NEW YORK (MainStreet) We haven't fully recovered from the last agonizing housing crash, yet mortgage bankers already fear a recurrence. More than half (56%) of North American lenders surveyed for FICO expressed concern that "an unsustainable real estate bubble is inflating."
"The home loan environment has bifurcated," says Dr. Andrew Jennings, chief analytics officer at FICO. "Six million homeowners in the U.S. are still underwater on their mortgages, with the average negative equity a whopping 33%. Yet with home prices soaring in many cities, total homeowner equity in the U.S. is at its highest level since late 2007. That doesn't feel like a healthy, sustainable growth situation. No wonder many lenders in both Canada and the U.S. are concerned about the risk in residential mortgages."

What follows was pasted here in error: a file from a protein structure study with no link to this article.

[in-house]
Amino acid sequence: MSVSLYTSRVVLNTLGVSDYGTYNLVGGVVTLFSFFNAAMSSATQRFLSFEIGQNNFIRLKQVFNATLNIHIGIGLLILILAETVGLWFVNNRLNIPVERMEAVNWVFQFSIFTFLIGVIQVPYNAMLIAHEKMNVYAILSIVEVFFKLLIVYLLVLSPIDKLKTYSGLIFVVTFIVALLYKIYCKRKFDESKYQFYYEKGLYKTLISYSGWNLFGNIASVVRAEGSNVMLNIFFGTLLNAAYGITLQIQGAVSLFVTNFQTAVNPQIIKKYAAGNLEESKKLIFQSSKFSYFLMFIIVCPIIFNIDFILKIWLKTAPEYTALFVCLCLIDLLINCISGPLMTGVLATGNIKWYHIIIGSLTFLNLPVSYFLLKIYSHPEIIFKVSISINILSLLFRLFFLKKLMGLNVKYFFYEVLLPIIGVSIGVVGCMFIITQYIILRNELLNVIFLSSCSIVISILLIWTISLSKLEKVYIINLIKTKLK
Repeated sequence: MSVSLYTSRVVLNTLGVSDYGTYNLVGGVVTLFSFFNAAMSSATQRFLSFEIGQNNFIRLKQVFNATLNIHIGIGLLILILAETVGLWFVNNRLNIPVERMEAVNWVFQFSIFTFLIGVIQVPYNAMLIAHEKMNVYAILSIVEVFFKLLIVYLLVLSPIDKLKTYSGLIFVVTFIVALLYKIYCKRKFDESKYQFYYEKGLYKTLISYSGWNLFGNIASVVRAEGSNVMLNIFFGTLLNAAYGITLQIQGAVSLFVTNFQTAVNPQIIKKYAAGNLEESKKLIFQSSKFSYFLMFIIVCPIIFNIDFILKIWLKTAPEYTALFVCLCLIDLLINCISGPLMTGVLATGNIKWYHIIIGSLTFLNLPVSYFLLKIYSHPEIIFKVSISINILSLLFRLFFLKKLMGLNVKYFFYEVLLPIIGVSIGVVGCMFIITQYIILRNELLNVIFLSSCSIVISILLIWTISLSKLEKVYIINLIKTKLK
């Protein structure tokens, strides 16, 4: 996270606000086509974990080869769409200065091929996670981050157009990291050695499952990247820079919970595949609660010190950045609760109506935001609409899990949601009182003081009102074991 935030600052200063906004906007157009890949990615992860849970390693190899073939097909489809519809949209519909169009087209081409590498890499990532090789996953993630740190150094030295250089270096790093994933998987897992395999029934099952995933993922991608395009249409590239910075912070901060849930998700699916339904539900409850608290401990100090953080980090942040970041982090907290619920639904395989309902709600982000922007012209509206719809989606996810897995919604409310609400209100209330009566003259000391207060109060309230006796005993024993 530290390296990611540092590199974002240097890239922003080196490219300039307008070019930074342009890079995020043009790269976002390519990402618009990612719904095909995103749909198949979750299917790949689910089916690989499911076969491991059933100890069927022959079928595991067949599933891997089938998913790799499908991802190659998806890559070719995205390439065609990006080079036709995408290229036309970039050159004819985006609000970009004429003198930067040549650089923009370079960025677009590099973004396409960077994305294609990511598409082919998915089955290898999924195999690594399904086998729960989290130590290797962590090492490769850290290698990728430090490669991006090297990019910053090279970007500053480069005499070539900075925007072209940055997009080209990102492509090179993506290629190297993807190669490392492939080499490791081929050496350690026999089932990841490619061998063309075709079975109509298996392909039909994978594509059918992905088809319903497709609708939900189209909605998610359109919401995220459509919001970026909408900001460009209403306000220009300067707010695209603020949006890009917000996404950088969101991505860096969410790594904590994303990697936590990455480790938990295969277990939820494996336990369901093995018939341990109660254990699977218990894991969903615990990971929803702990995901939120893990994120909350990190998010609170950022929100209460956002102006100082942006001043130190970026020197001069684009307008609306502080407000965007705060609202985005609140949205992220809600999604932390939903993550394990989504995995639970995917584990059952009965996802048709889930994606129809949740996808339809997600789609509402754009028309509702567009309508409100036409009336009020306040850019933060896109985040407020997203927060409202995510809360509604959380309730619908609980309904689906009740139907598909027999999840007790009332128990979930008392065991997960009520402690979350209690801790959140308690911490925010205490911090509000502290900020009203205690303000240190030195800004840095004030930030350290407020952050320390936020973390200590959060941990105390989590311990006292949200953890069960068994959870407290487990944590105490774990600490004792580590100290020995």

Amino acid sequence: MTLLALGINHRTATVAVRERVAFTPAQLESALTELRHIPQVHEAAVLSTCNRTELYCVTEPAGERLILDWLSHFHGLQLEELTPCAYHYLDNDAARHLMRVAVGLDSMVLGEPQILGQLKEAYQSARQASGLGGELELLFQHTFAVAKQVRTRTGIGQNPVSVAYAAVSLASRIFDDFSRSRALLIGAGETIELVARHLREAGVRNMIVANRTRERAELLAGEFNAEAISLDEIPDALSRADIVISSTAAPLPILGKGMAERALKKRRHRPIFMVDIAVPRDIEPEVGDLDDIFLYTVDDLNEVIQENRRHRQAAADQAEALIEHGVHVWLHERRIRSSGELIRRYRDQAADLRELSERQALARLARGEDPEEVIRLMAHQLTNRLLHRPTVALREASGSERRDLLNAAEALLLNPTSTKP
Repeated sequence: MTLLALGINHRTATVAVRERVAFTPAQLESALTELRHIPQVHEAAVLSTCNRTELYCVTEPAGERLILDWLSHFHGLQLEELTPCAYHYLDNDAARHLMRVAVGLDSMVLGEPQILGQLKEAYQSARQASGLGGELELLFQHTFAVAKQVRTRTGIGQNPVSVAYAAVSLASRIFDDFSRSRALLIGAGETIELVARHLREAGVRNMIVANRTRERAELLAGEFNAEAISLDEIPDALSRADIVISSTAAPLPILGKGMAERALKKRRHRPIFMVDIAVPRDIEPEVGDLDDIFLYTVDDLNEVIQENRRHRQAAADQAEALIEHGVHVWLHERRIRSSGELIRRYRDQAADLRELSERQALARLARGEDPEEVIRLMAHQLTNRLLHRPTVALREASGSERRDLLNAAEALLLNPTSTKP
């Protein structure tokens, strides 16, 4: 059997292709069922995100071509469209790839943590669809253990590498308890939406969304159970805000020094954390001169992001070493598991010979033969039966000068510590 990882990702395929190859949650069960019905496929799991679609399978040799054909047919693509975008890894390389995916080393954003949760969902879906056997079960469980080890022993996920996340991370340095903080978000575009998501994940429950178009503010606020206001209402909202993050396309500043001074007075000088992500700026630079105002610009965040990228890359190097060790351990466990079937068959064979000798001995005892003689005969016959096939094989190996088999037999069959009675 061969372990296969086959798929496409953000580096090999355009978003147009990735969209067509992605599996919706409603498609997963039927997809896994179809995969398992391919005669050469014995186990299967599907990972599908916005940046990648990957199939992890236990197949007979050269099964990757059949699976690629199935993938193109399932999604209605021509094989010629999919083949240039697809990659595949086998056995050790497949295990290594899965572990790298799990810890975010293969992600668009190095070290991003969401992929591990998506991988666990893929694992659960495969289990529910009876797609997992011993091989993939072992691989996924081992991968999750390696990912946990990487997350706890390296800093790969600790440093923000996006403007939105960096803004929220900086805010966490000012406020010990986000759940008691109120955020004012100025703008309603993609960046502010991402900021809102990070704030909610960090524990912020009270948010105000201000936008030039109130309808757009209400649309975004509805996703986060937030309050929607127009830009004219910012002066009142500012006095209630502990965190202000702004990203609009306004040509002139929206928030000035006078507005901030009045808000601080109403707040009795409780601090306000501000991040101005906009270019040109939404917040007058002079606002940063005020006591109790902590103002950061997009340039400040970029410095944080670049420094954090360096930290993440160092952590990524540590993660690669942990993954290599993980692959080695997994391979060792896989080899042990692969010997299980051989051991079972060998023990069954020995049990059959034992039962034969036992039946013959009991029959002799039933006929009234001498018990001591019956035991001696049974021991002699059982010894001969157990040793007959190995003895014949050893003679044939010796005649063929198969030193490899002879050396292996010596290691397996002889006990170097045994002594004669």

Consumers are finding it increasingly difficult to qualify for a mortgage as lenders tighten their underwriting standards. Of the mortgage bankers surveyed, most (59%) said a "high debt-to-income ratio" is their top concern when approving loans. Additional stumbling blocks for borrowers include multiple recent applications for credit (13%) and a low credit score (10%).
"As consumer confidence picks up and people increase their borrowing, lenders are understandably concerned about growing indebtedness," said Mike Gordon, executive vice president of sales, services and marketing at FICO. "For the last two quarters, around 65% of our respondents said they think credit card balances are headed higher. Those are the two highest figures we've ever seen in this survey. When I talk with bankers, they tell me they're happy to see growing consumer optimism, but they're wary of a return to reckless borrowing."